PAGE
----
RULE : Trojans use many different delivery systems:
Email attachments – is the most common one. The user is presented with an interesting email attachment and clicks to open it, thus executing the trojan.
Instant messaging (IM) – the attacker sends a trojan via IM as a naked picture of someone attractive or a “top secret” document.
Internet Relay Chat (IRC) – used by attackers looking for victims who are looking for file sharing opportunities.
Peer-to-peer networks (P2P) – used by file sharing torrents, since people are there to download files to start with. Loading up the latest movie with a trojan provides a high payoff since a lot of people just blindly click to execute the trojan so they can watch the movie.
Physical access – if the attacker has physical access to a unprotected machine, it’s game over. The trojan will be installed by the attacker directly.
Social networking sites – sites such as Twitter, Facebook, LinkedIn, etc. use tinyurl.com and bit.ly to create shorter urls in order to create friendlier and easier to remember links. These are also used by attackers to redirect users to sites hosting a trojan for the victim to download thinking it’s an update to Adobe Flash or Silverlight.
Wrappers (a.k.a binders or packagers) – used to combine a legitimate program with a trojan.
RULE : Trojans require victim actions to spread. They can’t seek out additional victims on their own like a worm.
RULE : Trojans can be created to do many types of tasks for the attacker:
Advanced Persistent Threat (APT) – used as part of a larger attack by nation state actors, criminal organizations, hacktivists, etc. to gain a foot hold into a network.
Banking information – used by the attacker to steal banking credentials in order to transfer money from the victim to the attacker.
Credit card data – used by the attacker for purchasing items online then having the victim get charged for it.
Denial of Service (DoS) – used to stop running services or block communications.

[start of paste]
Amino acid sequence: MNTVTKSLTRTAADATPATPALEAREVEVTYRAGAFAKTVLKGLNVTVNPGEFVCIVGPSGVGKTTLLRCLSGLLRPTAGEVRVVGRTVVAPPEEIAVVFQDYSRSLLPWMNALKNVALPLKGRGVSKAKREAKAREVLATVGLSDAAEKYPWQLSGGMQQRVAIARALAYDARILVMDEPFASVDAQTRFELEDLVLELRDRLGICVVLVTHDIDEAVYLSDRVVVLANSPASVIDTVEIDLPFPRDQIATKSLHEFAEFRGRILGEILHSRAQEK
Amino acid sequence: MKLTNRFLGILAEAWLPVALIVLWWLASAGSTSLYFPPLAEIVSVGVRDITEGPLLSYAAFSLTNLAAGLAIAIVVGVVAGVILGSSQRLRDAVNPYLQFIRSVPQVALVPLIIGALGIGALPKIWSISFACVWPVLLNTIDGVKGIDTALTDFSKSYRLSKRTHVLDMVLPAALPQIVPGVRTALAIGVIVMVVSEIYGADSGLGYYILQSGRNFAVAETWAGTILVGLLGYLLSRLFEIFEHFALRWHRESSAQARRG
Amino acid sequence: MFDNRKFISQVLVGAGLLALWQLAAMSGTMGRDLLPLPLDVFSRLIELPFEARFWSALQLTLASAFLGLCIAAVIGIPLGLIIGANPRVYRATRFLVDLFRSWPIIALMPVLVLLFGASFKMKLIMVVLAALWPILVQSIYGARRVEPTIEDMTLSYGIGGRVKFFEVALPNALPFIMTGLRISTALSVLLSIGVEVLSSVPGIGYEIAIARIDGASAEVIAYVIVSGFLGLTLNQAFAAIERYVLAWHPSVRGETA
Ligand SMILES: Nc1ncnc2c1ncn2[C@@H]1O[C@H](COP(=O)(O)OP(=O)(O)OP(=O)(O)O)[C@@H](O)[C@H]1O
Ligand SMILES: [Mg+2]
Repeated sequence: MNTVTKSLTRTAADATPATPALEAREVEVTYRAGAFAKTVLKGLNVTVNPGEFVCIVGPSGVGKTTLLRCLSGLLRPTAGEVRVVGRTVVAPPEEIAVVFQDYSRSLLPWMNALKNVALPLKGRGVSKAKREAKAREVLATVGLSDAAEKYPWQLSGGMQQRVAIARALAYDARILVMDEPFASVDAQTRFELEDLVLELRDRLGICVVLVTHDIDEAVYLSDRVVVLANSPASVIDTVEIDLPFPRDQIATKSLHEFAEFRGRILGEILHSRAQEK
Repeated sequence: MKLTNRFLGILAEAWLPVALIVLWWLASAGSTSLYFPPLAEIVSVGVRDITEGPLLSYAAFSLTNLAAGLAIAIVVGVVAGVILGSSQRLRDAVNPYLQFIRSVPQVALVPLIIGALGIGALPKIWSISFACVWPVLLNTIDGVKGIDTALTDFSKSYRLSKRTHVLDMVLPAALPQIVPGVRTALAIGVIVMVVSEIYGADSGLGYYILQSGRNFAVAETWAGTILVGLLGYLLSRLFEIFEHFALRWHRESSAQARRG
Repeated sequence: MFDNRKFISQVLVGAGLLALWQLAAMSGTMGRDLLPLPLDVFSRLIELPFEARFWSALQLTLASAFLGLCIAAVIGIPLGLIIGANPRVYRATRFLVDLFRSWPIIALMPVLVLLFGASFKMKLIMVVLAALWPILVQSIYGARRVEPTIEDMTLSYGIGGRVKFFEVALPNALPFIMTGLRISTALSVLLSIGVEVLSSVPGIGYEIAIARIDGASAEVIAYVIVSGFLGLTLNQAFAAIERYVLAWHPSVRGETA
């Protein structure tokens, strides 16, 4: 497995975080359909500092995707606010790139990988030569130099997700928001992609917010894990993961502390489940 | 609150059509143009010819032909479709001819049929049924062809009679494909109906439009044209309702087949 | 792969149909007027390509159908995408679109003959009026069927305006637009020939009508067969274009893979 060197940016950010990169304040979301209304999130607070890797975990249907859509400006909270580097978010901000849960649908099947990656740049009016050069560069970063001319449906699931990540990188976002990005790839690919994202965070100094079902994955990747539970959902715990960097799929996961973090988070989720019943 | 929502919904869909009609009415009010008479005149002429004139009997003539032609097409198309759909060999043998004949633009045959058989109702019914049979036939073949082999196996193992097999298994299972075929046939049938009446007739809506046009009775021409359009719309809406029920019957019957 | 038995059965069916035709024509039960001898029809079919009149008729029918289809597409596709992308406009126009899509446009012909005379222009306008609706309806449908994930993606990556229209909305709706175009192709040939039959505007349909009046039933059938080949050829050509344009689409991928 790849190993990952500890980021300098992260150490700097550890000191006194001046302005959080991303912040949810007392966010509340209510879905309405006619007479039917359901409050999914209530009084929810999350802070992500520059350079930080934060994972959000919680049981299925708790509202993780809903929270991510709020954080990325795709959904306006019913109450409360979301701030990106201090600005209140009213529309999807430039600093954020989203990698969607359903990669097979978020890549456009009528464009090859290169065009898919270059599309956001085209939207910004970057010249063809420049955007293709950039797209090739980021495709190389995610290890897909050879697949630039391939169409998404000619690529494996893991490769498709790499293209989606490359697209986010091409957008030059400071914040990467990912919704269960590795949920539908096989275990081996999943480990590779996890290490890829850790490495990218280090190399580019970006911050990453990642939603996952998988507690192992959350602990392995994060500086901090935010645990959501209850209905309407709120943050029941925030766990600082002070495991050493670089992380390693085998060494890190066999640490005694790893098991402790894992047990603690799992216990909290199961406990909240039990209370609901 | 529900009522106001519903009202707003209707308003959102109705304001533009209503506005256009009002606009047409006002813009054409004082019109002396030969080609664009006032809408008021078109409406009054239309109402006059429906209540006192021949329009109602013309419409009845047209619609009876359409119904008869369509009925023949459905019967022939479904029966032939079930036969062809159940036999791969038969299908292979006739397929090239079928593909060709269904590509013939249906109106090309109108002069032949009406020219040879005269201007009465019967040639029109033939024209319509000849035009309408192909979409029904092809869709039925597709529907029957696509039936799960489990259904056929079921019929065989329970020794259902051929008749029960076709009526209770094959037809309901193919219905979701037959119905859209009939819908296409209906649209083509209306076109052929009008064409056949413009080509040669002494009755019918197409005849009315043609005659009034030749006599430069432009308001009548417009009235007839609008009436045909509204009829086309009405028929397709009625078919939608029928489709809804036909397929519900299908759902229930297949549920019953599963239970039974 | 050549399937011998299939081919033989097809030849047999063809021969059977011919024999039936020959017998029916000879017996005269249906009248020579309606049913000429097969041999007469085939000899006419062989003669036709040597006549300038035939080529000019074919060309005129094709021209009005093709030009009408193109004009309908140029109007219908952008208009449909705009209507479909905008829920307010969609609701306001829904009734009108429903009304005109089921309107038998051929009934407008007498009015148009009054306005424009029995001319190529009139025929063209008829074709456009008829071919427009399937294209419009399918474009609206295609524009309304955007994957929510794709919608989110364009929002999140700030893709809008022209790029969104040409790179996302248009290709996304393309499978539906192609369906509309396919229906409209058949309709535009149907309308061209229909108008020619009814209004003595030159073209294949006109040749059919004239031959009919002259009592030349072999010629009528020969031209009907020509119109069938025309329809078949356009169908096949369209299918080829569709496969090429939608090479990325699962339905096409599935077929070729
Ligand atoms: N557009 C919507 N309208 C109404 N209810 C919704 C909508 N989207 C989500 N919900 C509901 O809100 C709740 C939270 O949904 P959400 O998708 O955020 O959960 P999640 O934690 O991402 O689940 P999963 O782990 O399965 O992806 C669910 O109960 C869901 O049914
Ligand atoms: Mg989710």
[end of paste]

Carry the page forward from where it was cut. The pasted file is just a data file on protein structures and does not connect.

FTP – used to extract data from the victim or to download another payload to the victim.
Illegal data storage – used by scum of the earth petifiles to store illegal child porn photos on victims machines then allowing or selling access to those photos to other petifiles without the victim knowing it. If law enforcement finds these file the victim might go to prison for hosting them.
Intellectual property theft – used for stealing a company’s crown jewels and selling the information to competitors.
Passwords gathering – used to broaden the scope of the attackers access from a single machine into email, social media, online banking, server accounts, and other online accounts.
Proxy – allows the attacker to perform malicious activities in the security context of the victim.
Ransomware – used to encrypt the victims files with a key only the attacker knows and force the victim to pay money in order to get their files unlocked.
Remote access – allows the attacker to control the victim’s machine.
Shutdown defense software – this is usually used to take down the victims defenses like virus scanners, software firewalls, malware detection software, etc. so that the known payload can be delivered to the victims machine for further exploitation.
RULE : Many remote access trojans open covert communication (CovCom) channels to hide their traffic.
RULE : CovCom that is initiated from the attacker, through the firewall, and onto the victims internal network is easy to detect and block.
RULE : A well designed trojan will spawn a connection from the victims machine out to the internet, so it looks like normal traffic. This forces the victim to need egress filters on their firewall to stop the traffic.
RULE : Egress filtering is time consuming and breaks a lot of legitimate traffic, so most weakly defended victims won’t even deal with it.
RULE : If the attacker is physically close to the target company or individual, then the attacker can load a trojan on a USB thumb drive, microSD card, etc. and then leave it on the ground in the parking lot or some other near by location to where the victim will find it. Out of curiosity the victim will pick it up and insert it in their machine and execute the trojan software.
RULE : Well known trojans:
Amitis – runs on Windows and uses TCP 1853, 4000, 27551.
Back Orifice – runs on Windows.
Beast – listens on TCP 6666.
Gh0st RAT – runs on Windows.
Jumper – runs on Windows.